11 12 / 2013
That moment when your silly WhatShouldWeCallMe ripoff blog gets as many followers in 3 weeks as your personal blog gets in a year.
Not that I’ve been obsessively stat-checking or anything, why on earth would you ask?
11 12 / 2013
Okay, so in the course of my
desperate procrastination on Chinese history internet browsing in the past couple days, I came across this Kickstarter:
I find it deeply hilarious that the end of the url is “big-bang-press-original-fiction-for-an-original-au.” Because this is a Kickstarter project that recruits fanfiction authors to write original fiction “for an original audience”. (Get, AU? I thought it was clever. Anyway…)
It makes me want to throw things. Hard.
Here’s my beef with this particular project- actually, scratch that, I have a lot of beefs, but most of them are outlined in this post. I also strongly recommend this post, which discusses the potential legal problems of this project, and this post, which if accurate doesn’t reflect well on how organized Big Bang Press is. I can’t vouch for the info in the links, but for the most part, there are a lot of legitimate concerns about this particular venture- it even has its own Absolute Write thread. Personally, I find it highly suspect that these authors are getting money thrown at them for work that seems incomplete at worst and rough at best. This press talks about being shut out by traditional publishing, but no publisher in their right mind is going to take on work that isn’t complete yet. And off the top of my head, I can think of three different authors of varying ability who got their start in fandom and are now prospering in the world of traditional publishing.
I could go on further, but the actual point I’m trying to make (I have a point, really) is that I don’t like seeing fandom authors use their fanfic reputations to bolster their own book sales.
This is purely a personal thing. There’s no rule that says you can’t do this- though some of the rewards on the Kickstarter makes it sound very much like they’re offering fanfic in return for backing, which is about as stable legally as quicksand. The thing is, I want fandom authors to succeed in their own writing if they so choose, and I think that there is a way to say to your fandom readers “Hey, I wrote a thing, would you want to check it out?”
But the way these authors are going about it really rubs me the wrong way.
Writing fanfiction is very wobbly ground in terms of legal stuff, and the ground gets even more jello-like when authors use what they’ve gained from fanfiction to gain profit. I’ll be frank- I think it’s ethically a sleazy thing to do, even if there’s nothing legal against it. Ideally when you play in someone else’s world, you should be doing it out of love or fascination with the possibilities or because something about the concepts intrigue you.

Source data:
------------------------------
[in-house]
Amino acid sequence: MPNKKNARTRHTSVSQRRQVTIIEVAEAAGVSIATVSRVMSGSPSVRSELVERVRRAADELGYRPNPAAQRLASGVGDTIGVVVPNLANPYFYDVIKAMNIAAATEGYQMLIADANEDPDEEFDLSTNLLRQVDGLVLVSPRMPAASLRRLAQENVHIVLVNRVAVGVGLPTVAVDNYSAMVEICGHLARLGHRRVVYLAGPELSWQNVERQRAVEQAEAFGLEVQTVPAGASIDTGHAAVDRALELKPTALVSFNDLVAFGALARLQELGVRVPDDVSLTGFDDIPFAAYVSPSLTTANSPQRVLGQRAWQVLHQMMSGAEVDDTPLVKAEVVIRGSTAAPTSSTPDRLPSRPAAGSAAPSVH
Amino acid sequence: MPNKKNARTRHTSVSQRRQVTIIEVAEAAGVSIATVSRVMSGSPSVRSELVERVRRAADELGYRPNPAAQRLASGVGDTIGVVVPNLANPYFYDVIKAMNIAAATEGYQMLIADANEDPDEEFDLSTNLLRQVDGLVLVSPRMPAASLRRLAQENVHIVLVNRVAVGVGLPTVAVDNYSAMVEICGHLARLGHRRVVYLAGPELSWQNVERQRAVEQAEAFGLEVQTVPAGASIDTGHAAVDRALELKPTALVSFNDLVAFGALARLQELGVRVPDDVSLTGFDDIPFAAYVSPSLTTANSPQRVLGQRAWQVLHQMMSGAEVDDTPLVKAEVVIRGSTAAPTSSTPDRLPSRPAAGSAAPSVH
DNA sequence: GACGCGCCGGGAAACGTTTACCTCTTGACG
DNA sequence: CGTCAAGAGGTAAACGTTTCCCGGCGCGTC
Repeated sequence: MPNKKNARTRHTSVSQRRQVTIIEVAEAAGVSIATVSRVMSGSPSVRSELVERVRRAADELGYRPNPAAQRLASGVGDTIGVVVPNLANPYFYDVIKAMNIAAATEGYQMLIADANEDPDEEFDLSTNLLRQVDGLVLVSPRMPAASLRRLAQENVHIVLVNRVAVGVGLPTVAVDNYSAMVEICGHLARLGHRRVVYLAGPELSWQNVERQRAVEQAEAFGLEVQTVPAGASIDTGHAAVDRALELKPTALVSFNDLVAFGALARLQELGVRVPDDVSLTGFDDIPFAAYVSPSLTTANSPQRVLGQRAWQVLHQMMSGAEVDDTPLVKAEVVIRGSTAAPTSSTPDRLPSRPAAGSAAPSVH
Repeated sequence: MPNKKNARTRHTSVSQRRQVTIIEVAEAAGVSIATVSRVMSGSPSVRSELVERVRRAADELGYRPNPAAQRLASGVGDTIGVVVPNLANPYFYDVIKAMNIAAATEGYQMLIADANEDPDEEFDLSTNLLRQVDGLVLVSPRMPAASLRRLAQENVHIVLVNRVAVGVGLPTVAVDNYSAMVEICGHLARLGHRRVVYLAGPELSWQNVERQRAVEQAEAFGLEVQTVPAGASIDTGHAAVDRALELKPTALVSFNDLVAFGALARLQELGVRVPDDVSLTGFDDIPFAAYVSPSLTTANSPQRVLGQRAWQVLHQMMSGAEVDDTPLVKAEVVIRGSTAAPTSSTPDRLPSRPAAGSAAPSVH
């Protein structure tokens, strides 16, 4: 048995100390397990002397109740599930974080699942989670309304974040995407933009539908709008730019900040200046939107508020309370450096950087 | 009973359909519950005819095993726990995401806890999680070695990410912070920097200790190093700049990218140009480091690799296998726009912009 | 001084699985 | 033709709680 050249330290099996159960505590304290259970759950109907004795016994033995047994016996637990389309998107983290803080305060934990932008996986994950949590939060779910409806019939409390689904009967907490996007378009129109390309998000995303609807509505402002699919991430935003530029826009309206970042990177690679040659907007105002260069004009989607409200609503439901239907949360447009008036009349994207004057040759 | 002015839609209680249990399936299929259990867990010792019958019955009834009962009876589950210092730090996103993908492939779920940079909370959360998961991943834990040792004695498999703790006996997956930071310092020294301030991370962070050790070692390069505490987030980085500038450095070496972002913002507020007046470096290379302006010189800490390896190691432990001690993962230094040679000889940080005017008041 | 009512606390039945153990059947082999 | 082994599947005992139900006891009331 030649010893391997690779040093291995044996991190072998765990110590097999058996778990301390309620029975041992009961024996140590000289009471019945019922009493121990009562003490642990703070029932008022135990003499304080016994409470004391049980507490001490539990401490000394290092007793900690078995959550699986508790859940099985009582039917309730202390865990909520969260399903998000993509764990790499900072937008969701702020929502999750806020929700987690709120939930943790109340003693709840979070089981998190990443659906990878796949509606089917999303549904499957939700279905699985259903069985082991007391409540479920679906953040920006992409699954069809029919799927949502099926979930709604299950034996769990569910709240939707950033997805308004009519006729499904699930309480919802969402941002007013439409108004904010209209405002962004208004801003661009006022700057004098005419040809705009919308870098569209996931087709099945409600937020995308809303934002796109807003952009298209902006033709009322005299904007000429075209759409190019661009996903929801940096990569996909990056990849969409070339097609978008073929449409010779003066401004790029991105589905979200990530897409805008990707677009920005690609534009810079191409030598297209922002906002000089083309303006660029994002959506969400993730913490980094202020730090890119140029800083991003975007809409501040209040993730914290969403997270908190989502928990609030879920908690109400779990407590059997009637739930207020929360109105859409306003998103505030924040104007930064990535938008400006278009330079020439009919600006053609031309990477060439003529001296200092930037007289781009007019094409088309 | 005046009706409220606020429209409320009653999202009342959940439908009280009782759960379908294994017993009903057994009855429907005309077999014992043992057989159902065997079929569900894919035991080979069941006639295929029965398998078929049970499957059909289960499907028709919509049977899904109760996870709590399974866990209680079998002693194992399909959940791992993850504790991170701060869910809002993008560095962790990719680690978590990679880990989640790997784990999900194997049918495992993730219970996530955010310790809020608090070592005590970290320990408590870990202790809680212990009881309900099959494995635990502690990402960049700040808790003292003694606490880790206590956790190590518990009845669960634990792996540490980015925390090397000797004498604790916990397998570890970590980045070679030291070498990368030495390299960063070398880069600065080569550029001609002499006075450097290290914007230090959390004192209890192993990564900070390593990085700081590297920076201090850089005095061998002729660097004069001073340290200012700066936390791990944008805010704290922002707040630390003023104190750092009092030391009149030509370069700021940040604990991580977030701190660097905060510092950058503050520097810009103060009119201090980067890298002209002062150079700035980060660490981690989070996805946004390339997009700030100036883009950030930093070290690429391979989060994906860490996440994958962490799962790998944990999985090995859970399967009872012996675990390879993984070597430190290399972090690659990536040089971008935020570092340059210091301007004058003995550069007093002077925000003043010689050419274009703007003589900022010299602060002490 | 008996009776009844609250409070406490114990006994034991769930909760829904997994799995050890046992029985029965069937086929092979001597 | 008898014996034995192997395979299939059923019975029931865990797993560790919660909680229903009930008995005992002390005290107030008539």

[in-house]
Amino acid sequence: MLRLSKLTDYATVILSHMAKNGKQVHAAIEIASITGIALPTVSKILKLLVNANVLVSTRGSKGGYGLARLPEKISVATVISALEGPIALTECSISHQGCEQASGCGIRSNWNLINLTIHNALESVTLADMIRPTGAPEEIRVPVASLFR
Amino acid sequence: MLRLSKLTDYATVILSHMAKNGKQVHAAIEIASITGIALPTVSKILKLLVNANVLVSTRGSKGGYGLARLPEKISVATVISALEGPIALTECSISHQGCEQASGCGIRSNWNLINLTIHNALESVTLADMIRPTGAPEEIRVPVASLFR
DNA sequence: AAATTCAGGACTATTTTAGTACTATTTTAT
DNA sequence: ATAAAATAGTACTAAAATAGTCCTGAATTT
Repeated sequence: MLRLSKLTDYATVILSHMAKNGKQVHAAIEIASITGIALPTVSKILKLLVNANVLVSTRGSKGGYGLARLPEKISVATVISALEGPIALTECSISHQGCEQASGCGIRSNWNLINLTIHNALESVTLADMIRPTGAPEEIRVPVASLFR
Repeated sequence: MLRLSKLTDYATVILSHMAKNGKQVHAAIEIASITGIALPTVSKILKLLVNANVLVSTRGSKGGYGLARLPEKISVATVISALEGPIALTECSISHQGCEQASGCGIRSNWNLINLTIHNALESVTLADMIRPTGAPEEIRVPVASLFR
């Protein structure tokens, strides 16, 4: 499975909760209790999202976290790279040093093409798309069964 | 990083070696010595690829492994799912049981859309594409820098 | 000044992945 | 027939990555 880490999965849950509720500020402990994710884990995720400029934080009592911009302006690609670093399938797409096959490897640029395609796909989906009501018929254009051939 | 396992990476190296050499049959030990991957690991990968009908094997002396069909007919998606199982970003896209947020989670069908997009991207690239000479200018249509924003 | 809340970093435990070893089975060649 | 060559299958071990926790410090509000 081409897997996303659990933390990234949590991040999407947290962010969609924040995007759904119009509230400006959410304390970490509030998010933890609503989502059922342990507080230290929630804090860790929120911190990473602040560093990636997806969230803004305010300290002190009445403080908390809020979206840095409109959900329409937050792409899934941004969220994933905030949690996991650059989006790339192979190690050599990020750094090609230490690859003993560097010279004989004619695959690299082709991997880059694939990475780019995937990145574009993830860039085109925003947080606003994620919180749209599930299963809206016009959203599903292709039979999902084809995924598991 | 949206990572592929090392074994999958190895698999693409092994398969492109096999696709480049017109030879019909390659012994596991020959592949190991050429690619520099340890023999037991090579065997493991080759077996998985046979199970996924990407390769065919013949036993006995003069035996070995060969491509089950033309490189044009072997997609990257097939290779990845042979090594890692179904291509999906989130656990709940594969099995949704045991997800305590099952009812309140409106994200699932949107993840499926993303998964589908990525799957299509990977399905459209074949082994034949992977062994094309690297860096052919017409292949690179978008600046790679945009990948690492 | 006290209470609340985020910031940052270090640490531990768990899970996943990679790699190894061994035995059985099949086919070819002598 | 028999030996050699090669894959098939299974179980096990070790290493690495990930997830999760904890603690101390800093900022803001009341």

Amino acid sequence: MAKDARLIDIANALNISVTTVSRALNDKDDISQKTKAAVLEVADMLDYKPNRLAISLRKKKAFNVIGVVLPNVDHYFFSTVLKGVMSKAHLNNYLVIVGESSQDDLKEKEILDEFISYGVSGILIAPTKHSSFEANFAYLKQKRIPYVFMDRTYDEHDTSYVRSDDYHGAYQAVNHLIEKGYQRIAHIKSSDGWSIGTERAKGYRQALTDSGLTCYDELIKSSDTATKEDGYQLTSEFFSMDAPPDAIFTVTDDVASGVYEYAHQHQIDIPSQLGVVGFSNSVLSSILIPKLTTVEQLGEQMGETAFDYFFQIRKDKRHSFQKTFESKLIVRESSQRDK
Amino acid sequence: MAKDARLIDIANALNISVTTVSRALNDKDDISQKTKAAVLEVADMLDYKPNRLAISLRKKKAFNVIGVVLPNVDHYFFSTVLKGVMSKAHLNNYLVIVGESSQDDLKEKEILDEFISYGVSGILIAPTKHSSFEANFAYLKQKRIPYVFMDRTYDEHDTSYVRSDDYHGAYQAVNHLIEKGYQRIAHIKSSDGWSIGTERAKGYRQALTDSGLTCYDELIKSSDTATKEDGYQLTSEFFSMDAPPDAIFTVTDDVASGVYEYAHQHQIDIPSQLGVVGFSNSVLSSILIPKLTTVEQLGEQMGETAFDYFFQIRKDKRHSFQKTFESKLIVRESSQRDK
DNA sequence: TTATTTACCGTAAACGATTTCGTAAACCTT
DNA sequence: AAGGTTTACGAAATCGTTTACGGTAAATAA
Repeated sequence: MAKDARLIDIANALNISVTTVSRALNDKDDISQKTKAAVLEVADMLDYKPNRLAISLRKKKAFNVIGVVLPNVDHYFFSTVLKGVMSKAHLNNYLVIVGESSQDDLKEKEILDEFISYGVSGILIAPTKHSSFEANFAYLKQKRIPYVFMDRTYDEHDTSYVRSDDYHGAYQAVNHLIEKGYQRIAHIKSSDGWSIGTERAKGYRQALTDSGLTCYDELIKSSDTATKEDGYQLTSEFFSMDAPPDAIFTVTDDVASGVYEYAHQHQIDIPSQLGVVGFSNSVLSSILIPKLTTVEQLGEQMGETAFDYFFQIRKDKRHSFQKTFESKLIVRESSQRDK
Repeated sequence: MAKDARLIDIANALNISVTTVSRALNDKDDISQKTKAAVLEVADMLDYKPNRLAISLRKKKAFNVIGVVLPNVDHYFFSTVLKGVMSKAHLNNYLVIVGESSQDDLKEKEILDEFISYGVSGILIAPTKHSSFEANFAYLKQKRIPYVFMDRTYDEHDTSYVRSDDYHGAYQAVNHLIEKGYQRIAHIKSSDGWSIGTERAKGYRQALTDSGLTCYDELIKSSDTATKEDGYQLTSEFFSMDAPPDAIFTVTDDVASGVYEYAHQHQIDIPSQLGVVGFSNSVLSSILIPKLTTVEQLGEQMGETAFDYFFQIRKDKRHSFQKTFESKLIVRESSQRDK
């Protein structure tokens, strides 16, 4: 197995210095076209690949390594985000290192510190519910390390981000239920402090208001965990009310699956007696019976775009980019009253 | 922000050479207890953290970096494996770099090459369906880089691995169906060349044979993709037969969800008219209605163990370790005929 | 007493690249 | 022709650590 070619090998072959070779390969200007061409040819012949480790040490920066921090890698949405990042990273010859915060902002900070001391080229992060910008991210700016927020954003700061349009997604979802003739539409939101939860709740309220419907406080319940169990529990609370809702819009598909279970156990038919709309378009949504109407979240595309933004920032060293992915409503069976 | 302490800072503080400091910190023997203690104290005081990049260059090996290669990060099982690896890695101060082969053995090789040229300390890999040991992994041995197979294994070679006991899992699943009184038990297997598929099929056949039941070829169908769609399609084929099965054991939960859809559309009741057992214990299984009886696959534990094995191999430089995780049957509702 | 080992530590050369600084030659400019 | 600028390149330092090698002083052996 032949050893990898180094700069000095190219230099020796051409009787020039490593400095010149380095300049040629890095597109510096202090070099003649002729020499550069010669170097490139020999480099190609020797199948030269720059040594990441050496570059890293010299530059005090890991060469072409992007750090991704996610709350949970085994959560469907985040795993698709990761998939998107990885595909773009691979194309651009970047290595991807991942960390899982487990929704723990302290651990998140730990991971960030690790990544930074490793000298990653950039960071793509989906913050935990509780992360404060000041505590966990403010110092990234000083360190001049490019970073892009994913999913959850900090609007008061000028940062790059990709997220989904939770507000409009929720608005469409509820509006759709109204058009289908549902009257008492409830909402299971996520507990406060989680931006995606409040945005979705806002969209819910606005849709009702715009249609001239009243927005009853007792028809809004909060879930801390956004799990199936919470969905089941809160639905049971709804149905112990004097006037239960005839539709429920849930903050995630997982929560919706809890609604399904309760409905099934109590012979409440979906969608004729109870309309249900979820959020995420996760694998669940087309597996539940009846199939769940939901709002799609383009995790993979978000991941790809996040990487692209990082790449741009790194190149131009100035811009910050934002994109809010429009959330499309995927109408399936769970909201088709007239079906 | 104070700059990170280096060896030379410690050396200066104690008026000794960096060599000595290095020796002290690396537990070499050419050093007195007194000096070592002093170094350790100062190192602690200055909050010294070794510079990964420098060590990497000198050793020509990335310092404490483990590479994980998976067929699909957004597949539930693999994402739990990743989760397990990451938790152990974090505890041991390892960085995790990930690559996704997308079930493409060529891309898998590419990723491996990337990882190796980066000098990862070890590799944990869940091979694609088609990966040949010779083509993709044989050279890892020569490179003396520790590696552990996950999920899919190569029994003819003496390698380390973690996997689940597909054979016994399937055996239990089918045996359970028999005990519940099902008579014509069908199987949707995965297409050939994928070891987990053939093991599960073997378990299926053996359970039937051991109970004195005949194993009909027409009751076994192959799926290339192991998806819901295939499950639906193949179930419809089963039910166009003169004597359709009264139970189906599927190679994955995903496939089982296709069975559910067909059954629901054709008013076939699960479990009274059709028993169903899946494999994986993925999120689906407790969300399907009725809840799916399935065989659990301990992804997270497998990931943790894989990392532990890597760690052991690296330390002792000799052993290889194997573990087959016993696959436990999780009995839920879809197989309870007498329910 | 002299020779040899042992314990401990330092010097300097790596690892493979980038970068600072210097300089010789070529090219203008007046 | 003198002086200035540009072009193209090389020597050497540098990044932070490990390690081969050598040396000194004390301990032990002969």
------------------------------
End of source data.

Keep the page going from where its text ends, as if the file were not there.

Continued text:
When you build an audience based on your ability to play around in someone else’s world and then reach out to that audience with the hopes of making money from it, it feels to me like a bait-and-switch. These writers may not have started out with this intention, but make no mistake, the authors in this Kickstarter are counting on their fandom audience. Their fanfiction profiles are linked in the Kickstarter and the press itself handselected who they would reach out to. In my cynical view, it would be very easy for them to have picked authors based on clout as opposed to writing quality.
The model of Big Bang Press seems to rely heavily on author’s reputations within their fandoms. This Kickstarter is founded on the idea that there is an untapped audience of readers who will take a chance on an author based on their fanfiction background. It’s not an unfair assumption that a significant portion of the audience seems to be based around knowing these authors from fandom. People have mentioned wanting the authors they know to succeed and pledging because of that.
Basically, when an author’s work and reputation comes from their playing with other people’s characters and worlds, I think it’s a bit slimy to use that reputation for original fiction. Original fiction should gain reputation based on merit and work that’s specific to that work of fiction and is separate from fannish output.
Don’t get me wrong, I think that it’s great that fanfiction authors want to move into their original work. Hell, I’m hoping to become one. I just don’t think I should piggyback off my fanfic reputation to do it.
11 12 / 2013
Sometimes when I say “I’m okay”, what I really want is for someone to hold my hand, look me in the eyes and say “I know that you’re not okay, here is $1000.00”.
10 12 / 2013
"There is a place called ‘heaven’ where the good here unfinished is completed; and where the stories unwritten, and the hopes unfulfilled, are continued. We may laugh together yet."
09 12 / 2013
I’ve just received creepy anons on my goofy hockey tumblr and I feel like I’ve hit a major milestone in this blogging platform.